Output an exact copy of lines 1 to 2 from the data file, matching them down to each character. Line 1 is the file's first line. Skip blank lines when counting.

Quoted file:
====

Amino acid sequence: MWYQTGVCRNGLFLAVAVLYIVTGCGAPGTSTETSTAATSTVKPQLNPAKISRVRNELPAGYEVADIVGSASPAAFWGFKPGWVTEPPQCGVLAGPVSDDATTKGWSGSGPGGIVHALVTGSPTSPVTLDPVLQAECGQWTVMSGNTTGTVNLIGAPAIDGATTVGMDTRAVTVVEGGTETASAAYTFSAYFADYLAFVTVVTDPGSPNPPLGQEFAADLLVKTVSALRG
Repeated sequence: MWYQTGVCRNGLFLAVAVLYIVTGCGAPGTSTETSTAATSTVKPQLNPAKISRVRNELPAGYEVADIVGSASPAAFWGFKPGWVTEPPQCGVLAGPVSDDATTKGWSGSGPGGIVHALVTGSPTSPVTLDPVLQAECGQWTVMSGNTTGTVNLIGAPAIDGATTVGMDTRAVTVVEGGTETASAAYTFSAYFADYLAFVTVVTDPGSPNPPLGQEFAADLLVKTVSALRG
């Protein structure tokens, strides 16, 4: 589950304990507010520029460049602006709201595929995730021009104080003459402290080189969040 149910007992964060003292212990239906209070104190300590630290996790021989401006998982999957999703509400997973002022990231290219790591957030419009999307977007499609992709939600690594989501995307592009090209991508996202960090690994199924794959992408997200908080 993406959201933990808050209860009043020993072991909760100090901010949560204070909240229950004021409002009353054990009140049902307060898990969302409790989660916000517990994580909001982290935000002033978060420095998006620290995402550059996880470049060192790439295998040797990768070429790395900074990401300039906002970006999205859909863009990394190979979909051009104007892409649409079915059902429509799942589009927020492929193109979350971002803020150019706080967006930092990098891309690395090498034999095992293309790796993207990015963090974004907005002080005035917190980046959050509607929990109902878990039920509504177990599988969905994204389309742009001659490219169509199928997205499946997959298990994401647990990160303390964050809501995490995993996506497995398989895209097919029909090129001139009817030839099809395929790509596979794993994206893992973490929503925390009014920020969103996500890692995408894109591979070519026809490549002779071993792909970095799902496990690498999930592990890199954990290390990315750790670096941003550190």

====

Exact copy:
Amino acid sequence: MWYQTGVCRNGLFLAVAVLYIVTGCGAPGTSTETSTAATSTVKPQLNPAKISRVRNELPAGYEVADIVGSASPAAFWGFKPGWVTEPPQCGVLAGPVSDDATTKGWSGSGPGGIVHALVTGSPTSPVTLDPVLQAECGQWTVMSGNTTGTVNLIGAPAIDGATTVGMDTRAVTVVEGGTETASAAYTFSAYFADYLAFVTVVTDPGSPNPPLGQEFAADLLVKTVSALRG
Repeated sequence: MWYQTGVCRNGLFLAVAVLYIVTGCGAPGTSTETSTAATSTVKPQLNPAKISRVRNELPAGYEVADIVGSASPAAFWGFKPGWVTEPPQCGVLAGPVSDDATTKGWSGSGPGGIVHALVTGSPTSPVTLDPVLQAECGQWTVMSGNTTGTVNLIGAPAIDGATTVGMDTRAVTVVEGGTETASAAYTFSAYFADYLAFVTVVTDPGSPNPPLGQEFAADLLVKTVSALRG